Publications Public finance

France will (finally) adopt a strategy to finance the ecological transition

2 October 2023 - Op-ed - By : Benoît LEGUET

The financing strategy, an essential element of ecological planning, has previously been set out annually in the finance bill. From now on, the government will be drawing up a multi-year strategy that will give both the State and the private sector a clear view of the future. This was long overdue.


The finance bill is here again! It confirms Élisabeth Borne and Emmanuel Macron’s commitments to reducing our dependence on fossil fuels, with increased spending on the ecological transition. Support for the renovation of buildings, public transport, electric vehicles and the agricultural transition will increase by €7 billion in the upcoming 2024 State budget.


This “unprecedented” effort, in the words of the executive, must be sustained for the long term. The report by Jean Pisani-Ferry and Selma Mahfouz estimates that an additional thirty billion euros of public money will be needed per year to finance the transition by 2030. At the same time, balancing the budget will become increasingly challenging: indeed, bringing the tariff shield to an end in 2024 allows considerable leeway.


How can such an effort be maintained for the long term? The public authorities must address two questions: how can the State anticipate public funding needs, both from the State itself and also from local authorities? And how can we attract private sector funds by giving visibility to the sector, and thus ensure the completion of the transition’s “financing plan”.


Towards a public “business plan” for the ecological transition 

A public finance programming law dedicated to the ecological transition would provide an answer to these two questions. While this option has, regrettably, been ruled out for the time being, a major step forward has been taken in the public finance programming law, which is intended to act as a roadmap for the French budgetary pathway until the end of the five-year term, for which the Prime Minister used Article 49.3, allowing the Bill to be passed without a vote. This law, amended by parliamentarians, stipulates that the government must submit a multi-year strategy to Parliament every year that sets out the funding for the ecological transition and the national energy policy. It also requires that this strategy should be debated by the National Assembly and the Senate.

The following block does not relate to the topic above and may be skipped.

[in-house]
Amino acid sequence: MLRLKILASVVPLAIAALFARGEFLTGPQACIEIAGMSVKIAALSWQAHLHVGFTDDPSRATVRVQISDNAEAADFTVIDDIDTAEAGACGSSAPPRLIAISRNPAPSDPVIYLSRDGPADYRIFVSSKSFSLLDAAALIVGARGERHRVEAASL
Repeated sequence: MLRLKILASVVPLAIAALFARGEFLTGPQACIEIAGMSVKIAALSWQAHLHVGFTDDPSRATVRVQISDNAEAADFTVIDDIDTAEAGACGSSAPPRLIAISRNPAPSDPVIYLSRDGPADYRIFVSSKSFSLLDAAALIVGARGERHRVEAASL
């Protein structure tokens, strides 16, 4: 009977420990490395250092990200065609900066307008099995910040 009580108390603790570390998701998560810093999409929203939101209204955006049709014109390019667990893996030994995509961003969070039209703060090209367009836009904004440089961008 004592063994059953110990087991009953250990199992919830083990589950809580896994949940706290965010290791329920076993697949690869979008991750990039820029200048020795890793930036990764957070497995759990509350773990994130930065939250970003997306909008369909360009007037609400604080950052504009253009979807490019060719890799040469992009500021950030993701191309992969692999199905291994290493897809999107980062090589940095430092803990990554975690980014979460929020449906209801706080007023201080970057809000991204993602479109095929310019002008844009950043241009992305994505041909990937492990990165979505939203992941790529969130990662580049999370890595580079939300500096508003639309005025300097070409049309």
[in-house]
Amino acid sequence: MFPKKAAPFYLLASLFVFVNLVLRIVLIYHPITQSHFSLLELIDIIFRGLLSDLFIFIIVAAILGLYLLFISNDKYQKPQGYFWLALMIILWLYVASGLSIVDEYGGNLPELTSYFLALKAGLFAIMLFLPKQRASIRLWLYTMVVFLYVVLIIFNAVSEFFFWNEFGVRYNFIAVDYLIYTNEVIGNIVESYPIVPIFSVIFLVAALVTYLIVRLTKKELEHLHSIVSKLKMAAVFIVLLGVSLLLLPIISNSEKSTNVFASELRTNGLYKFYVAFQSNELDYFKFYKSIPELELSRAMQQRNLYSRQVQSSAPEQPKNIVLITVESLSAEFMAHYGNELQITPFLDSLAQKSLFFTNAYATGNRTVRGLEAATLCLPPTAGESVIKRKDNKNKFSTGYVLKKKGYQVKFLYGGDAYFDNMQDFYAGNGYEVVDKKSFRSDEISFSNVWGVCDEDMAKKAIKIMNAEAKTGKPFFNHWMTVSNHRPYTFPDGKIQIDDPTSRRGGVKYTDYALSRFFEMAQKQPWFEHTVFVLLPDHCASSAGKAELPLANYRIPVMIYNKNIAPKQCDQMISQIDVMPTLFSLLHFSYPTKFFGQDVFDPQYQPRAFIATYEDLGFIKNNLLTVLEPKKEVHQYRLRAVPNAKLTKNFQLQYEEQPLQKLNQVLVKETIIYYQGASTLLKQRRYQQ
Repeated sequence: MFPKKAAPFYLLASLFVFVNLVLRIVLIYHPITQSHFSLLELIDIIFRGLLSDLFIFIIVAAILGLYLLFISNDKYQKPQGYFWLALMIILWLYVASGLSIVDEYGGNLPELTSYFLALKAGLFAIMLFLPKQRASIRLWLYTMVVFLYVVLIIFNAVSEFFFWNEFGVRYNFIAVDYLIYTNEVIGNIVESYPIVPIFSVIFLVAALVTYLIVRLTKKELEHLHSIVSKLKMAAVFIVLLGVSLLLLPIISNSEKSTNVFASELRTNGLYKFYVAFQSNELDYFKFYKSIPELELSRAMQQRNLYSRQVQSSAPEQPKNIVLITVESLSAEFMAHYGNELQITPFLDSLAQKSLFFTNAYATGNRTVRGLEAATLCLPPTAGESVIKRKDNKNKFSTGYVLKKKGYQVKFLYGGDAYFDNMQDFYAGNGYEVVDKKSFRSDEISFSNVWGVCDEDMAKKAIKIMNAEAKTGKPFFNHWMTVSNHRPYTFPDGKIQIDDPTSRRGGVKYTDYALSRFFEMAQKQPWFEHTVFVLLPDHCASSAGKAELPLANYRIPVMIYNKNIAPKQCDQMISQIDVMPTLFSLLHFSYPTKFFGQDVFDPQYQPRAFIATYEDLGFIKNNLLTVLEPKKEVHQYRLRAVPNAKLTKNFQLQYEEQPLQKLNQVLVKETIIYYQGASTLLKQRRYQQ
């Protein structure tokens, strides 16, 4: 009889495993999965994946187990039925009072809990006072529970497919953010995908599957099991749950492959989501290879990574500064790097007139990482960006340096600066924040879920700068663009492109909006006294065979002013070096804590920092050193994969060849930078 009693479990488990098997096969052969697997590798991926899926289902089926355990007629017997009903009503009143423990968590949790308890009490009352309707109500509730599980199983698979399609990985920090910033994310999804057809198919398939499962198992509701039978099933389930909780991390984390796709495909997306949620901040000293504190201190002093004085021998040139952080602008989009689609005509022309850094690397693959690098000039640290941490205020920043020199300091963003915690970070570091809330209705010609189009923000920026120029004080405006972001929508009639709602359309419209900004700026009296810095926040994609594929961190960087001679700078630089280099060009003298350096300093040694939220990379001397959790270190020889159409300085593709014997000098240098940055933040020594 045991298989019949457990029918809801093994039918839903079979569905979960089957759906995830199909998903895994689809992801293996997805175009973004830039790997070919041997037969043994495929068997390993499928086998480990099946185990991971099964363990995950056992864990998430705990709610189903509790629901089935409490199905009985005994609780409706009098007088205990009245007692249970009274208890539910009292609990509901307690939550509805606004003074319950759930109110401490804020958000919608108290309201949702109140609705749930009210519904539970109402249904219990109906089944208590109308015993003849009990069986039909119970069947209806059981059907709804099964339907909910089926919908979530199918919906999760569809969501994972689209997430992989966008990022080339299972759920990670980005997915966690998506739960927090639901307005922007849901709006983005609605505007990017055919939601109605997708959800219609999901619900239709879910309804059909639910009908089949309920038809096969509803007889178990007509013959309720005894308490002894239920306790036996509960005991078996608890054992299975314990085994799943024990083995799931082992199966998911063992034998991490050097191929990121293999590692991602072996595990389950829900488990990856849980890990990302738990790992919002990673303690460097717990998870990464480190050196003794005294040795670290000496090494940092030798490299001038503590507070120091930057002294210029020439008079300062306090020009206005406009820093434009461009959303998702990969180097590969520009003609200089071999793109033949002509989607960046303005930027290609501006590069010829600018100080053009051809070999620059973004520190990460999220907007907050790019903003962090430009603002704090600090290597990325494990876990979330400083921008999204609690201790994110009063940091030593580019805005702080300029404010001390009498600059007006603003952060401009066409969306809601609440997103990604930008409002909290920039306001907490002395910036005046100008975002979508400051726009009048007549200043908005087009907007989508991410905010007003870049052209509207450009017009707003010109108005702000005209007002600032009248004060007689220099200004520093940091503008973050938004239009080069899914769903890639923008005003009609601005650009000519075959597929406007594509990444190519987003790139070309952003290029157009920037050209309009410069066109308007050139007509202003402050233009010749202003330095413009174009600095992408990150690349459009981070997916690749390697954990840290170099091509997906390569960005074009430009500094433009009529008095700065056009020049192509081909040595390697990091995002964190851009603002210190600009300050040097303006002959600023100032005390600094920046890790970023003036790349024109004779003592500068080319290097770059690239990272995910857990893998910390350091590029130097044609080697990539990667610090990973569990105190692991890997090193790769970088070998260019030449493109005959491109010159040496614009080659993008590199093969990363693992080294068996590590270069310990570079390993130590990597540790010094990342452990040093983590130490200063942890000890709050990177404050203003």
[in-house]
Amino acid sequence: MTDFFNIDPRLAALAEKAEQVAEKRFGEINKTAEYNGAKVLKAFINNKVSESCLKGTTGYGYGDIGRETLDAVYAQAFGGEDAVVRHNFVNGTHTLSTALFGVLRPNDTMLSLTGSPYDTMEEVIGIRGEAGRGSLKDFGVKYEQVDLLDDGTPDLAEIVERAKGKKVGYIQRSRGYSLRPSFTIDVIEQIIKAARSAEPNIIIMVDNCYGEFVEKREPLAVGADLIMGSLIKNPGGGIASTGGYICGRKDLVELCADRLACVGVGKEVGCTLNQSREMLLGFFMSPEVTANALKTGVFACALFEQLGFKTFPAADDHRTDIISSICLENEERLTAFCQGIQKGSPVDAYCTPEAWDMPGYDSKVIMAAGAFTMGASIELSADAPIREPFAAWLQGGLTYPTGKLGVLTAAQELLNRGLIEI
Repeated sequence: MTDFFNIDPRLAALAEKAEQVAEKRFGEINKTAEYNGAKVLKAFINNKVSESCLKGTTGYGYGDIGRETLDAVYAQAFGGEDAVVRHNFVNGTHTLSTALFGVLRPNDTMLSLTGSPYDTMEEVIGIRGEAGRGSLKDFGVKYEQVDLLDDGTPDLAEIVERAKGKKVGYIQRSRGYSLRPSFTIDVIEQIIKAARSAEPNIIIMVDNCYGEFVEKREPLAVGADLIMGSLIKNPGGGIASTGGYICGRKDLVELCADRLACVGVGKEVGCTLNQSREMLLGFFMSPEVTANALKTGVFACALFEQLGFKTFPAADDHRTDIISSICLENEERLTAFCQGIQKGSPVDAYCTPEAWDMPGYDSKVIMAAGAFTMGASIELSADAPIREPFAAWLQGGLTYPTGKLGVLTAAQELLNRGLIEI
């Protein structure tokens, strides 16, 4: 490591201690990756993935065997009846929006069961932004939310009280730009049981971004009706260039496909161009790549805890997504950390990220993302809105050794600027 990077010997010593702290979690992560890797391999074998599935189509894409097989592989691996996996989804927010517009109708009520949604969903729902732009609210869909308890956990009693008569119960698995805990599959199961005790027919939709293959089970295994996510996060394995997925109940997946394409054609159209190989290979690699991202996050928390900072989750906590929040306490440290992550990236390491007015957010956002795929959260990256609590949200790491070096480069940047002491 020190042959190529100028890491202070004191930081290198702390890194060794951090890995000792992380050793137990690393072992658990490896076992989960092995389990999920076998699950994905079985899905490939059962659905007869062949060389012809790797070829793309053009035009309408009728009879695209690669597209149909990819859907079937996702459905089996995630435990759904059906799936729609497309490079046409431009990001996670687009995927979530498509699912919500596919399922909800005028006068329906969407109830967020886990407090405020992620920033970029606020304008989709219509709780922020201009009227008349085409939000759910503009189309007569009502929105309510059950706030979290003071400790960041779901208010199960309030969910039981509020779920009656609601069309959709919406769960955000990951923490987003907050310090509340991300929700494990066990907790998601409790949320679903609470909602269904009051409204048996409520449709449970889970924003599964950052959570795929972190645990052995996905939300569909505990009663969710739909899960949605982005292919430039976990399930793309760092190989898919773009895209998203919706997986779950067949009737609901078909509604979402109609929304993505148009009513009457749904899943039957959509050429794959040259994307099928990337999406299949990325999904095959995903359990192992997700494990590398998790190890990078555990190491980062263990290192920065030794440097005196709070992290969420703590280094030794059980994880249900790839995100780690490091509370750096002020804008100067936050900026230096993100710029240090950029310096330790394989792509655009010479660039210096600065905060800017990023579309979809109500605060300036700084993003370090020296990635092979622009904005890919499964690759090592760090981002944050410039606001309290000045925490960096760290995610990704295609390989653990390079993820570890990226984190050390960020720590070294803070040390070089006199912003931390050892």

One may be surprised to learn that a long-term economic transformation, such as the ecological transition, has thus far been conducted without a clear definition of the financing and public budgetary effort. Year after year, finance bill after finance bill, the question of “who will pay” over the long term is not addressed. Furthermore, party leaders, from Éric Ciotti to Marine Tondelier, have called for more financial perspectives on the transition, following their meeting in early September with Élisabeth Borne.


From 2024 onwards, the Government will be required to set out its multi-year strategy for financing the transition on an annual basis before the finance bill is assessed, and to put it up for discussion. This will enable the Government and Parliament to anticipate the need for public money; and local authorities and the private sector – which will finance the bulk of the transition – to benefit from medium-term visibility and to make informed choices regarding the necessary investment in both assets and human capital. We are finally drawing nearer to a management method with which the private sector is familiar: a medium-term business plan, discussed with governance, and reviewed each year to adjust for anything that is not going according to plan.


How can we build this type of business plan for the State? One thing is certain: the transition cannot be financed simply through large-scale public subsidies, without standards or taxation; and nor will it be financed purely by setting the “right” carbon price and adding a dash of green finance. The right balance of measures to mobilize depends on the objective and the sector to be transformed. To have a useful debate on the most effective and equitable ways of financing the transition, parliamentarians will have to move beyond party lines. And the Government will need to play the game.


This OpEd was originally published in “Les Échos”

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